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Pfizer COVID-19 vaccine works for adolescents, U.S. CDC panel told By Reuters

© Reuters. FILE PHOTO: A general view of the Centers for Disease Control and Prevention (CDC) headquarters in Atlanta, Georgia September 30, 2014. REUTERS/Tami Chappell/File Photo

By Michael Erman and Manojna Maddipatla

(Reuters) – The United States should begin vaccinating adolescents with the COVID-19 vaccine from Pfizer (NYSE:) and BioNTech, advisers to the U.S. Centers for Disease Control and Prevention (CDC) were told on Wednesday, ahead of a vote awaited by states ready to start inoculating younger people.

The U.S. Food and Drug Administration on Monday authorized the vaccine for children aged 12 to 15, offering relief to parents eager to get their children back to schools and summer camps. Some states, including Georgia, Delaware and Arkansas, began offering the vaccine to younger teens on Tuesday.

The Advisory Committee on Immunization Practices (ACIP) provides recommendations to the CDC that many states will consider as they begin administering the two-shot vaccine to adolescents this week.

A working group concluded that benefits of the vaccine clearly outweigh risks and recommended the vaccine in a presentation to the meeting.

No one in the age group who received the vaccine in a clinical study got COVID-19, and there were no cases of Bell’s Palsy or severe allergic reactions, according to the working group presentation, which confirmed previous data.

About a third of all Americans have been fully-vaccinated according to the CDC data. But the pace of vaccination has slowed in the recent weeks.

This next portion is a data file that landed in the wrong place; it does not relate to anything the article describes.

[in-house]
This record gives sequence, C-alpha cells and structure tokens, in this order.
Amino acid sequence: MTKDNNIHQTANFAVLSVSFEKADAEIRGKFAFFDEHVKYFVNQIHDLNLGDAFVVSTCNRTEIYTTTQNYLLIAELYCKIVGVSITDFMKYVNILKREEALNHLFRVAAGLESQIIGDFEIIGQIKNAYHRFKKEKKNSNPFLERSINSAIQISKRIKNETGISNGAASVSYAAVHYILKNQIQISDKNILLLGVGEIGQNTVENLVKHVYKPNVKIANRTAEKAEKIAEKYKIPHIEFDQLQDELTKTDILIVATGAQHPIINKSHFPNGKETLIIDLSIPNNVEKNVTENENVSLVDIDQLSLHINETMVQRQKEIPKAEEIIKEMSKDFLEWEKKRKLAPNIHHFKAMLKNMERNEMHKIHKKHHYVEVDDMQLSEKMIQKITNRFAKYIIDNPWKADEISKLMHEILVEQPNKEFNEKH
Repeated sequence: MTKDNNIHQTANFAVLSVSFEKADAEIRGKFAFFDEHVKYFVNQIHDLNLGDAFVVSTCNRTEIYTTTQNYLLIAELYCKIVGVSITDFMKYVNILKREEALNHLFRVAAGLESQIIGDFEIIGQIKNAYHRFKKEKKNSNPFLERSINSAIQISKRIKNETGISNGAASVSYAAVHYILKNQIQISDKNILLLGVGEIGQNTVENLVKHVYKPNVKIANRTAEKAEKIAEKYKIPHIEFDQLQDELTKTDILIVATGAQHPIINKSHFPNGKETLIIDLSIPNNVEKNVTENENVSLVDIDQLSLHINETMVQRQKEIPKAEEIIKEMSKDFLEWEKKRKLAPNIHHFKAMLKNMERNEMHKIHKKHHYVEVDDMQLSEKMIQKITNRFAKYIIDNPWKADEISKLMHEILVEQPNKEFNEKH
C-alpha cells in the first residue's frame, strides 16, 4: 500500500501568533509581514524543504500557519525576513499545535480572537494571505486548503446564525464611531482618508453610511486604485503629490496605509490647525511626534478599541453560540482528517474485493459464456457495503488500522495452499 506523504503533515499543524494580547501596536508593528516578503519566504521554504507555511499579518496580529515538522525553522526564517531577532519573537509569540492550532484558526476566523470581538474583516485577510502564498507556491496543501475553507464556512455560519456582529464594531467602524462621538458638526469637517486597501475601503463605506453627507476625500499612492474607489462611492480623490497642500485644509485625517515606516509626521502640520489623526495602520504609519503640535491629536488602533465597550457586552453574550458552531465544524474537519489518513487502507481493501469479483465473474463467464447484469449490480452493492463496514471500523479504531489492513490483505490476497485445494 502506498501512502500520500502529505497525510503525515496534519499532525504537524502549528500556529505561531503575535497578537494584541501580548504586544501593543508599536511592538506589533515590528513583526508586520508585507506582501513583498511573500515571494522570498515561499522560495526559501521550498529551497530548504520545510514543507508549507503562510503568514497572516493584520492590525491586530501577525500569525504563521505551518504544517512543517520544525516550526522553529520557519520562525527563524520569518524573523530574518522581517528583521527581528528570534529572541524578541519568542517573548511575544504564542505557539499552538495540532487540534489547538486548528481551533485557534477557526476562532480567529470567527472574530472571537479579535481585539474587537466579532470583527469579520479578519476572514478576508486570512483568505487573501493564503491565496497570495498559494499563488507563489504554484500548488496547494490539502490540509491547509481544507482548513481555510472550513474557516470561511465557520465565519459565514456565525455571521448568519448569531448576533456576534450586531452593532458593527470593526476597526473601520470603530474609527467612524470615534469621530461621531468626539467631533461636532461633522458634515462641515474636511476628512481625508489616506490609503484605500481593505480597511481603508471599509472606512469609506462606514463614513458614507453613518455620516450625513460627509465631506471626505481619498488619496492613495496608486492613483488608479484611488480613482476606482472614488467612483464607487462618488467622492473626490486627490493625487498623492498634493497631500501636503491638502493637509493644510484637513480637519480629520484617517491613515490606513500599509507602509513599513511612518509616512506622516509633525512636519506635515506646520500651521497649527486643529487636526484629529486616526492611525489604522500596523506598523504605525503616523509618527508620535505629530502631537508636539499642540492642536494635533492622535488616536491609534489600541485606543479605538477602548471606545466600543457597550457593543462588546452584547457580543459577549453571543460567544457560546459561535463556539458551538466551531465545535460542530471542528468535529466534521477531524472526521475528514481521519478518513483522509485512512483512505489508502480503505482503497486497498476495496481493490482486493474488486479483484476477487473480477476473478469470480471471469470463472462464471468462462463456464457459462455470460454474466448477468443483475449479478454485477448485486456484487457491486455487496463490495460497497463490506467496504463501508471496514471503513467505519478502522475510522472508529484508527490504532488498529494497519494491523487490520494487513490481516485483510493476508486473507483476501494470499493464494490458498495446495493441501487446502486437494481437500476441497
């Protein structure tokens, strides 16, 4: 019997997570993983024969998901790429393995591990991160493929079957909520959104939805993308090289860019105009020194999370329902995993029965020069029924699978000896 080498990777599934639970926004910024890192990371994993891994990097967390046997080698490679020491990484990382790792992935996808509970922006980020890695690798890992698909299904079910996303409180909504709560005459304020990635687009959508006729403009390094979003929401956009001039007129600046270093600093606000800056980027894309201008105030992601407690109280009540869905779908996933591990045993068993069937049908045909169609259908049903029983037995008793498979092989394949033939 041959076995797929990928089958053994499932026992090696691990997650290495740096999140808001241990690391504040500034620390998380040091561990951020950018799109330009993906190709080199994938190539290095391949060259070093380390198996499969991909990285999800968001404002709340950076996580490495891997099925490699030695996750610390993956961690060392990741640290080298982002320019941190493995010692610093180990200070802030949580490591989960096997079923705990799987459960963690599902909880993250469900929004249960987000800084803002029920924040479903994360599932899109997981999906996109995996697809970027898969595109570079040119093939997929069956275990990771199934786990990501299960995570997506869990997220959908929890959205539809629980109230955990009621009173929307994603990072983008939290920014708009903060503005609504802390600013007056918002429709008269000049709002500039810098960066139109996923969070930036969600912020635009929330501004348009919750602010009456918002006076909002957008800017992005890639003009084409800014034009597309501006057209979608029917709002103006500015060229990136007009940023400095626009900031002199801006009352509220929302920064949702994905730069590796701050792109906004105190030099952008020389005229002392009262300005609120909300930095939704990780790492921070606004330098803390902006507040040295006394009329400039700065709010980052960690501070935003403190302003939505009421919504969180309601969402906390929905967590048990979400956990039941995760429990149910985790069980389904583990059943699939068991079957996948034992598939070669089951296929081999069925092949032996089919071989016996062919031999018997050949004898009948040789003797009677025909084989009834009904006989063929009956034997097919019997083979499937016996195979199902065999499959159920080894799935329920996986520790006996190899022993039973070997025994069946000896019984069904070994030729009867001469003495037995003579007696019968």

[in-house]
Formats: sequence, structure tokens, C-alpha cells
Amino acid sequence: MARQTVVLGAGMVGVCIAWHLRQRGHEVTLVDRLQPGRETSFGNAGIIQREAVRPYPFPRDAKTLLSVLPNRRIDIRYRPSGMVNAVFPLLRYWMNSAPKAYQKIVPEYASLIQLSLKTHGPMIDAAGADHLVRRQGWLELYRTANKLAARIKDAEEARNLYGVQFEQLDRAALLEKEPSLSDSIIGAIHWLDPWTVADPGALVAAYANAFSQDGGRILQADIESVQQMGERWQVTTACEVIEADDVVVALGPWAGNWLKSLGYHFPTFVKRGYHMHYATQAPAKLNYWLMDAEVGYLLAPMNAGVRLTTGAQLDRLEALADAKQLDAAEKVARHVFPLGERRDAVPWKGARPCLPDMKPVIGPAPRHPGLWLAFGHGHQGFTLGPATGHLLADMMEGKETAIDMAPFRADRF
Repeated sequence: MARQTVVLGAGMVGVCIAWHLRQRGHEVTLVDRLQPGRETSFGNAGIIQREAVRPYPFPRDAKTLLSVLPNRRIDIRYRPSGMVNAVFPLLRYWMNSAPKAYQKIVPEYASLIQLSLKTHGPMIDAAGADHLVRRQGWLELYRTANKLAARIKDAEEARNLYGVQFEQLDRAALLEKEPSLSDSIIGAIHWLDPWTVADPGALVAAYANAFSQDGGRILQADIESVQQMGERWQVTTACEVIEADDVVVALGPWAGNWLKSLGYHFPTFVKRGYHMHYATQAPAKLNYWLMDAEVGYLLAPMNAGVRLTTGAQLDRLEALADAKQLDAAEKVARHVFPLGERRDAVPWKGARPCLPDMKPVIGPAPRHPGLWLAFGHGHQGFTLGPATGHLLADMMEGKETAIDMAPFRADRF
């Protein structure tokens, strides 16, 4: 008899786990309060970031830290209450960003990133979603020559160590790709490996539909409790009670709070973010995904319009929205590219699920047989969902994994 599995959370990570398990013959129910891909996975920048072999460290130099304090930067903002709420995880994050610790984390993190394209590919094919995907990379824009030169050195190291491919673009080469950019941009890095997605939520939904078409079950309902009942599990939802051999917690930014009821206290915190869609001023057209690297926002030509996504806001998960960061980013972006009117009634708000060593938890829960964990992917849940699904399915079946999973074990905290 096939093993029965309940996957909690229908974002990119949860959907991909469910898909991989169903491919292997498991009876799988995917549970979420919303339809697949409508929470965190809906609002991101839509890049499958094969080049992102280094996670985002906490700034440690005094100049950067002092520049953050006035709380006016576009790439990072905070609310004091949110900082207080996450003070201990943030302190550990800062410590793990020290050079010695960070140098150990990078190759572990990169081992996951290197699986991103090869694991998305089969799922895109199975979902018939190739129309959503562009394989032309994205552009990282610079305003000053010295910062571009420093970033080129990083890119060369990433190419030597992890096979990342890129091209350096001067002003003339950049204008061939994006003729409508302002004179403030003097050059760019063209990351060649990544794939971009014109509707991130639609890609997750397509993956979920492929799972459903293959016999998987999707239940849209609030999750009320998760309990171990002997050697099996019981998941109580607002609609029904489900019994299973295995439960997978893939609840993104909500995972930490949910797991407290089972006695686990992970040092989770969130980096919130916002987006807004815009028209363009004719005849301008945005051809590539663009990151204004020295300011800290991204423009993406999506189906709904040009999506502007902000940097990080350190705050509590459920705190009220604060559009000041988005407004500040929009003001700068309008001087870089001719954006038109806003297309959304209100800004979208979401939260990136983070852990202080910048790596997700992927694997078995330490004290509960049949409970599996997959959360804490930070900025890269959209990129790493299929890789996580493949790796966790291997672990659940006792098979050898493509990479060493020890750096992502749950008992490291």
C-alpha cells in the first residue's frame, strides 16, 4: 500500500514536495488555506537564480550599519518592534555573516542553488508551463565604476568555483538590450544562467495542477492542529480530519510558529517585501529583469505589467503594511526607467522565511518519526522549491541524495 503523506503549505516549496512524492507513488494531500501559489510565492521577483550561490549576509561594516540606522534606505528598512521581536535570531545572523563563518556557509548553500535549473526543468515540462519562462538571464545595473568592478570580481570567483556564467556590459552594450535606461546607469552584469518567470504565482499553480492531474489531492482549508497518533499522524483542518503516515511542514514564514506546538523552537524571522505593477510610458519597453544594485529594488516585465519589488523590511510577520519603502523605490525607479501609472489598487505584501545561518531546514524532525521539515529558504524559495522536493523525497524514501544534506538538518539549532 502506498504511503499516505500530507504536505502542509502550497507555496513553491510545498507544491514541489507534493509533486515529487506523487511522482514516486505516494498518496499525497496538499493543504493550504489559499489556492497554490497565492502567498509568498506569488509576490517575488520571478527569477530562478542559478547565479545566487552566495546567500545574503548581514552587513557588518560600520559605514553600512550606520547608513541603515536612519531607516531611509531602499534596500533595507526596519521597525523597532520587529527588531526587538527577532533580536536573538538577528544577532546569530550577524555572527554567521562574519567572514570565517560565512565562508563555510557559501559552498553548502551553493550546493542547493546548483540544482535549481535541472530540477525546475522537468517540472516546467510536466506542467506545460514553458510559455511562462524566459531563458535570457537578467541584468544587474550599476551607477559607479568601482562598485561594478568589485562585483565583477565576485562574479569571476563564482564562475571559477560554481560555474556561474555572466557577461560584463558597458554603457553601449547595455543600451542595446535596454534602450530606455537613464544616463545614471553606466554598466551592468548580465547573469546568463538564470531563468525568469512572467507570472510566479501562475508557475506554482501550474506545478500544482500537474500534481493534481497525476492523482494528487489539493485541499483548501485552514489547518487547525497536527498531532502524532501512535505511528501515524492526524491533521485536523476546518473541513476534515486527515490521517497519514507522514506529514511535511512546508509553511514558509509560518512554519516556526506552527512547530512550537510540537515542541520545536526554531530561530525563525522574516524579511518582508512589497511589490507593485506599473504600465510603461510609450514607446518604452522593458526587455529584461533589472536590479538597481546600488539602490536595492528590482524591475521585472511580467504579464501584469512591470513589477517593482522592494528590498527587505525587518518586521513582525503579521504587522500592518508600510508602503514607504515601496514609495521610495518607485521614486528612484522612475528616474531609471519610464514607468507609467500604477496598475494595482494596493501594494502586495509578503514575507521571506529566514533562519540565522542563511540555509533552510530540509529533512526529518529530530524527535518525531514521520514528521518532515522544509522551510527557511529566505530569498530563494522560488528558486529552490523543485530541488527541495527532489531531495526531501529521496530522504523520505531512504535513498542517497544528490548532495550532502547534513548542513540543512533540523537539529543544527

The rollout of a vaccine for adolescents should help further limit the spread of the virus at a time when more contagious variants are circulating, and could shorten the road to normalcy for Americans.

“I think we should be in full school, full in-person school, in the fall,” CDC Director Rochelle Walensky said at a CNBC health summit on Tuesday.

Children have been considered by health officials as being at a lower risk for severe COVID-19, but they can still spread the virus. More than 1.5 million cases have been reported among 12- to 17-year-olds, and as more adults become vaccinated, adolescents are accounting for a higher proportion of total cases.

Adjusted for underreporting, the working group estimated 22.2 million U.S. COVID-19 infections in those aged 5 to 17.

Pfizer is running a separate trial testing the vaccine in children as young as 6-months-old, and has said it expects data on its use in 2- to 11-year-olds in September. The 2,260 participants in the 12-to-15 age group – half of whom were given placebo – were tested as an expansion of Pfizer’s more than 46,000-person trial.

The committee will hear from Pfizer about the vaccine’s safety and efficacy in adolescents and will consider the views of a handful of CDC officials on its implementation.

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